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Eggs – A Risk Factor for Atherosclerosis Equivalent to Smoking?

Submitted by on March 13, 2013 – 5:55 PM 2 Comments

Fried-Eggs_with fruitEggs are considered as one of the key components of a traditional English breakfast and for egg lovers, nothing beats that protein boost they need to start the day. However, new research at the University of Western Ontario, London, Canada, which suggests that egg yolk could be seen as a risk factor for stroke and heart attack may struggle to put off egg lovers.

 

Having surveyed 1,231 men and women, the findings suggest that regular consumption of egg yolk accelerates atherosclerosis, an effect which is more often linked to smoking cigarettes. Atherosclerosis, commonly known as coronary artery disease, is a disorder of the arteries where plaques, aggravated by cholesterol, form on the inner arterial wall. Rupture of this plaque is the usual cause of most heart attacks and many strokes. The study found that those eating at least three yolks a week had significantly more plaque area than those who ate up to two yolks per week.

 

The study involved patients, with a mean age of 61.5, visiting vascular prevention clinics in Ontario. An ultrasound was used to establish a measurement of total plaque area and questionnaires were filled out regarding the patients’ lifestyles. The research found that after 40, carotid plaque area increased in line with age, but after years of regular smoking and egg yolk consumption it increased exponentially. Dr David Spence, the lead author of the study revealed that eating the yolk of an egg is about two-thirds as bad as smoking when it comes to increased build-up of carotid.

 

Dr Spence, 67, who is also a neurology professor, said: “The mantra ‘eggs can be part of a healthy diet for healthy people’ has confused the issue. High cholesterol intake increases the risk of cardiovascular events, and egg yolks have a very high cholesterol content so with age, plaque builds up gradually in the arteries and egg yolks make it build up faster.”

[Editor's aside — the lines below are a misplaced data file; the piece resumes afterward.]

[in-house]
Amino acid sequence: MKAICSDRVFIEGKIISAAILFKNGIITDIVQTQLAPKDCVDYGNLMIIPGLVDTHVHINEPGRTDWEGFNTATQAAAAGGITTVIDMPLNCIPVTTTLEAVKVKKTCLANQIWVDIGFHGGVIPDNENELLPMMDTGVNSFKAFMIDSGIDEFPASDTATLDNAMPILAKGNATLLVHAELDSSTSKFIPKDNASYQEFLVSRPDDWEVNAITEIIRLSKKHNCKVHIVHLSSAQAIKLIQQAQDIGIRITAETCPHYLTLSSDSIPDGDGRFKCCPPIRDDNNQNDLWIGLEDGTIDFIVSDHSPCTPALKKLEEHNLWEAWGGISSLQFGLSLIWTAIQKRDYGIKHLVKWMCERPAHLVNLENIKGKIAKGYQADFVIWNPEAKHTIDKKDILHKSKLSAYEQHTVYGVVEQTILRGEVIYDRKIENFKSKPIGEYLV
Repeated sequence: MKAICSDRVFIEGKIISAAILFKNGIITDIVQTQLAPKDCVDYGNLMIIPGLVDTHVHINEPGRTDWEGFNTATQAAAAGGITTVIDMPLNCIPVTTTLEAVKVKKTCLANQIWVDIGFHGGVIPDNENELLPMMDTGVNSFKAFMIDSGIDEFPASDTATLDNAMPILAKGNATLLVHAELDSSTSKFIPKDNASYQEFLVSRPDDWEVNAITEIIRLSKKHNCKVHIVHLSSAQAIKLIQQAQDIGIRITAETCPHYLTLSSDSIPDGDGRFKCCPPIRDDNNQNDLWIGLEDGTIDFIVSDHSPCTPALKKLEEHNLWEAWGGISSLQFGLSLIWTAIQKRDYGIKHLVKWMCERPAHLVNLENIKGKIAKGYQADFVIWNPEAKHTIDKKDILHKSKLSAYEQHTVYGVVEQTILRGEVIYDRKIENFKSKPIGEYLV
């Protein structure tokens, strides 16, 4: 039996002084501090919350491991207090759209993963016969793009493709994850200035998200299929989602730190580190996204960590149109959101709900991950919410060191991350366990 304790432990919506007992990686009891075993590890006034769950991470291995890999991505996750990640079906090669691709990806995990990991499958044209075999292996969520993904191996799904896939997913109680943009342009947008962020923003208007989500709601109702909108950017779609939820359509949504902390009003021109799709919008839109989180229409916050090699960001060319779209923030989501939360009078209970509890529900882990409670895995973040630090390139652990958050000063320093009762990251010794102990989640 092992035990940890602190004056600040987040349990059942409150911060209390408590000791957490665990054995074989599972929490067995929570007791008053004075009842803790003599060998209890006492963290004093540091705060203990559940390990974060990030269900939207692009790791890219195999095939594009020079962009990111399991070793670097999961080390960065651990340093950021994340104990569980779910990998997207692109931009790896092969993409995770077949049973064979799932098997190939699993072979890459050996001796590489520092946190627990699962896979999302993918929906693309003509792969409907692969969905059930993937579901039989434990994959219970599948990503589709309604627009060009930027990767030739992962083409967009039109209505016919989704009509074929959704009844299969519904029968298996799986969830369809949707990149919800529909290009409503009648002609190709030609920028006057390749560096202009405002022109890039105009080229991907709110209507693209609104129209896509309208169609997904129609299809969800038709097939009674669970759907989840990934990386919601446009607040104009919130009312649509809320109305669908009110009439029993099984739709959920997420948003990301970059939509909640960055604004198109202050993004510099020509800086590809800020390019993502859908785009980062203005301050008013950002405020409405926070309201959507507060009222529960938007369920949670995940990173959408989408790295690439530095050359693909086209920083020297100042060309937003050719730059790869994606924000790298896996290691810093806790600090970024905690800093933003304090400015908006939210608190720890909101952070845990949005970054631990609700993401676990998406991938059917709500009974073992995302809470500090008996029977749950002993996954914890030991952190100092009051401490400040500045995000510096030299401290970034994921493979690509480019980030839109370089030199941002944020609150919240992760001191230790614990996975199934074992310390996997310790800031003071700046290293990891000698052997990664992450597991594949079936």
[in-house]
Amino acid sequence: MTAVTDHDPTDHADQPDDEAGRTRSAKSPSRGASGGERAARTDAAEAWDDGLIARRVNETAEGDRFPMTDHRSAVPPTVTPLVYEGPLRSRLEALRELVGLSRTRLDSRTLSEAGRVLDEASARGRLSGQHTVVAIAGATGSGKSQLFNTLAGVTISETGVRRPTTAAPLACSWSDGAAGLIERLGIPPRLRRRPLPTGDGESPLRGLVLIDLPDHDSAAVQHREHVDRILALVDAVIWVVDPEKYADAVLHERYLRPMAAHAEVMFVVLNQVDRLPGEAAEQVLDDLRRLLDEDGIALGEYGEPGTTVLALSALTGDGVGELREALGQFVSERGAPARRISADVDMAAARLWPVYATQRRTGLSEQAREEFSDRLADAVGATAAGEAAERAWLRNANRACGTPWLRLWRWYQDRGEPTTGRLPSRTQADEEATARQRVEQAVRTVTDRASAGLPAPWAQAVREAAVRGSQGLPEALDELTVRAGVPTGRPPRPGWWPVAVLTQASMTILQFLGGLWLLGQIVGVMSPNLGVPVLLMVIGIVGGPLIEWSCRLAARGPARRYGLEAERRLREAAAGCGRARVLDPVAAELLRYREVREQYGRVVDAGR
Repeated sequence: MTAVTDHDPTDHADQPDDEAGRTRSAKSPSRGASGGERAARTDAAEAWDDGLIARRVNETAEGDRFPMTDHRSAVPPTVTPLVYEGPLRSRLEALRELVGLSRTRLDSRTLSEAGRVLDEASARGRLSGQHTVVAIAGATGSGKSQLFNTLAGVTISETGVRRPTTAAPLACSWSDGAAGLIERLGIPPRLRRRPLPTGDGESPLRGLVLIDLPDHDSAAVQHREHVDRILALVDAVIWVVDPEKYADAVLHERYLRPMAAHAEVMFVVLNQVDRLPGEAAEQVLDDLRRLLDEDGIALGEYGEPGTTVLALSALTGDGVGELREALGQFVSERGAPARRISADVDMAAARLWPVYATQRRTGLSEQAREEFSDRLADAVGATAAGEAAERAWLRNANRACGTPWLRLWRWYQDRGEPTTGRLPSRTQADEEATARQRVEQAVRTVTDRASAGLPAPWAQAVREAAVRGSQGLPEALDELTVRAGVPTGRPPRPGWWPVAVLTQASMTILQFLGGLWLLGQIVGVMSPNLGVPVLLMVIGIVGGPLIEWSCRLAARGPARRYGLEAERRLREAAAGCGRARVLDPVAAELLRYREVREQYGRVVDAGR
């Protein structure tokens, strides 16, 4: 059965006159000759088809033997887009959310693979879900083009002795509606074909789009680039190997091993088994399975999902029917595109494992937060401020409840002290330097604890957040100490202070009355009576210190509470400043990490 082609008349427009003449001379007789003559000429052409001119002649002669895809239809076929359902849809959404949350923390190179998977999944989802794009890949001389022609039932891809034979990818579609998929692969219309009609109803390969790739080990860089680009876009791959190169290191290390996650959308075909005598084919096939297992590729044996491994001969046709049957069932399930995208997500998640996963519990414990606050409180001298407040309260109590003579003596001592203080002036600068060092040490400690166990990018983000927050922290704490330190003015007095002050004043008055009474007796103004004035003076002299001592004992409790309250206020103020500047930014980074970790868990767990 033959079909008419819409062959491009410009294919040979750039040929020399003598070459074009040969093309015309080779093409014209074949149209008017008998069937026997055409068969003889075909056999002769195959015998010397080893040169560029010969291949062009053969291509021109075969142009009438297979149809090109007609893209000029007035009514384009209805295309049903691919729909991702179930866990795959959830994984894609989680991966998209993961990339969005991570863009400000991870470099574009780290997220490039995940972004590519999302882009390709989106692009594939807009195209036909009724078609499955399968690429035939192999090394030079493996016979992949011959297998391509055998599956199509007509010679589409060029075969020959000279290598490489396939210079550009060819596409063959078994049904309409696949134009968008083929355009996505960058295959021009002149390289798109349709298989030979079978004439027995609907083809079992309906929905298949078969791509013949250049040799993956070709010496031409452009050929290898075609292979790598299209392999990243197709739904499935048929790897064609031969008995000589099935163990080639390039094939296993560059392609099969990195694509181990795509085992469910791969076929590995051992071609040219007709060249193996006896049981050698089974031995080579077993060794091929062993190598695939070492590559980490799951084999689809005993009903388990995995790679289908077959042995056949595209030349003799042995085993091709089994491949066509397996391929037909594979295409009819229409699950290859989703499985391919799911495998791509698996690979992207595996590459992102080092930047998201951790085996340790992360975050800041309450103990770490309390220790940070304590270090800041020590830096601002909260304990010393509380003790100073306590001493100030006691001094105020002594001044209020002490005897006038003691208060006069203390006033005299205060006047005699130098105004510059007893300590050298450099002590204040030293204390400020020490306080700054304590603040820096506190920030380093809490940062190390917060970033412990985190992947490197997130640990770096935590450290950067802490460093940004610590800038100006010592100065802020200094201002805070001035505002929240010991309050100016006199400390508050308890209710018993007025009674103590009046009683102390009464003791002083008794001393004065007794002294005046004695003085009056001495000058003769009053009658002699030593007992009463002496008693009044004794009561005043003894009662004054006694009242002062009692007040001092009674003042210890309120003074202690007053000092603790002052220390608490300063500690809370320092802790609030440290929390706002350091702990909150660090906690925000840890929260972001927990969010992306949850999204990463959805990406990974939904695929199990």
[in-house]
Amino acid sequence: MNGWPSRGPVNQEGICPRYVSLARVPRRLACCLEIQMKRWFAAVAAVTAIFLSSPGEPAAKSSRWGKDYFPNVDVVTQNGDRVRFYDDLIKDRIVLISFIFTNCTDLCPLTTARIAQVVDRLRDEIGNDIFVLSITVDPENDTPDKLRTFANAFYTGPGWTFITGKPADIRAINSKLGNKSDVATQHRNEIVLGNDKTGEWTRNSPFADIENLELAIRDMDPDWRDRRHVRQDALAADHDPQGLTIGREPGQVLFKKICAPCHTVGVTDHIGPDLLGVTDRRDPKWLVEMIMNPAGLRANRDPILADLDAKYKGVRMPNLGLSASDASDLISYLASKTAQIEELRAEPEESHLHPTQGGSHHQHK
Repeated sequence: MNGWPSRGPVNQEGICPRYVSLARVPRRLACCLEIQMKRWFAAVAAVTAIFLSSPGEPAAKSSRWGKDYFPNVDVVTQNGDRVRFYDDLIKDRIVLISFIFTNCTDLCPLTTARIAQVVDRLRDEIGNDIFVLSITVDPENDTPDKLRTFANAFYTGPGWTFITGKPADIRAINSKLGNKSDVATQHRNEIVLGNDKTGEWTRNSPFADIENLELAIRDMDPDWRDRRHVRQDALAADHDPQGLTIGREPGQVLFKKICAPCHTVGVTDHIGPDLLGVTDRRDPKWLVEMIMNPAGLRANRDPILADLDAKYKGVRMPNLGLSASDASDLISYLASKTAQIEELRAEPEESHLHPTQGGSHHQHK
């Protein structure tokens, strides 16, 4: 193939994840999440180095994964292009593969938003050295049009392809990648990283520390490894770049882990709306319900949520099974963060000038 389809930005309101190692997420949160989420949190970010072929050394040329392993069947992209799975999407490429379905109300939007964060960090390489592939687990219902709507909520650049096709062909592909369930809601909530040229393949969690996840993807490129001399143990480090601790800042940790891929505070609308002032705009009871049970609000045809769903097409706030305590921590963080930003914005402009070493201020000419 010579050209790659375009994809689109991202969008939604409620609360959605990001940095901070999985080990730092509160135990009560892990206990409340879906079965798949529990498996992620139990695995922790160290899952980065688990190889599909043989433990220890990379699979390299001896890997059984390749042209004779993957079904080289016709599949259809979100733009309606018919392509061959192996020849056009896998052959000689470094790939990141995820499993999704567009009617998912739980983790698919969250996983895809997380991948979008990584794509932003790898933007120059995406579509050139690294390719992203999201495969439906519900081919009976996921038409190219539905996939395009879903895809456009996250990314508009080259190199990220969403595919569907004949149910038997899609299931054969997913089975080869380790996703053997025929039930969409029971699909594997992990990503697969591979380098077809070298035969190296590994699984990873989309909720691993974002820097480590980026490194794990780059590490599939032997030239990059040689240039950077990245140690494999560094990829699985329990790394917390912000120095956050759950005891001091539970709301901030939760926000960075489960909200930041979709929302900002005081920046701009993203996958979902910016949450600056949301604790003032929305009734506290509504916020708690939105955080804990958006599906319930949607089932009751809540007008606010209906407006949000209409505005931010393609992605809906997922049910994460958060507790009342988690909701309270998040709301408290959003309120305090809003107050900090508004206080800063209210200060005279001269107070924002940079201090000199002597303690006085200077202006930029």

Spence added that the effects were independent of sex, cholesterol, blood pressure, smoking, body mass index and diabetes. And while he feels the need for more research, he emphasized that regular consumption of egg yolk should be avoided by anyone at risk of cardiovascular disease.

 

The research has been published online in the journal, Atherosclerosis.

 

 

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  • Haris Riaz

    Hafsa: An interesting topic to write and well written. As you have mentioned this study was limited by a cross sectional study design warranting prospective studies. In a very recent meta-analysis of prospective cohort studies published by the British Medical Journal, no association was seen between consumption of eggs and the development of atherosclerosis in otherwise healthy individuals:
    http://www.bmj.com/content/346/bmj.e8539
    However, the sub-group analysis did show an increased risk of coronary artery disease and reduced risk of hemorrhagic stroke among diabetic patients. It will be safe to conclude that we need more data to draw clinically relevant conclusions.

  • Hafsa Mohiuddin

    Thanking you for elaborating on the topic. Indeed more data is required to draw a reliable conclusion for the general, otherwise healthy population, especially because this particular study catered to the age group of people above 40, who are already prone to atherosclerosis. Moreover, it did not take into account smoking and other contributing factors, as mentioned.